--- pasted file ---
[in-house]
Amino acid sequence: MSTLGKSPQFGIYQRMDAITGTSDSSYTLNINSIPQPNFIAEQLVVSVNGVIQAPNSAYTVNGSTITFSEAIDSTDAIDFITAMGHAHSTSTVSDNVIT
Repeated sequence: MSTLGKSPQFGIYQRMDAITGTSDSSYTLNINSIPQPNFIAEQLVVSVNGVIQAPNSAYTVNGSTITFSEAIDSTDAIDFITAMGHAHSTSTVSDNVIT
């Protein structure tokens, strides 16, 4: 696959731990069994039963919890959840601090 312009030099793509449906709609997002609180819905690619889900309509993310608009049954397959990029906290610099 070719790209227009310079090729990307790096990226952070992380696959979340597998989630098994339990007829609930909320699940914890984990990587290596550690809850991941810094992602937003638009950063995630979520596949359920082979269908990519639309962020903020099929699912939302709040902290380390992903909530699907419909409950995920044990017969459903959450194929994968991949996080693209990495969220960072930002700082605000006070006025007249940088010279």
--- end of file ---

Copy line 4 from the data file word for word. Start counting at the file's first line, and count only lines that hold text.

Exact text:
């Protein structure tokens, strides 16, 4: 696959731990069994039963919890959840601090 312009030099793509449906709609997002609180819905690619889900309509993310608009049954397959990029906290610099 070719790209227009310079090729990307790096990226952070992380696959979340597998989630098994339990007829609930909320699940914890984990990587290596550690809850991941810094992602937003638009950063995630979520596949359920082979269908990519639309962020903020099929699912939302709040902290380390992903909530699907419909409950995920044990017969459903959450194929994968991949996080693209990495969220960072930002700082605000006070006025007249940088010279």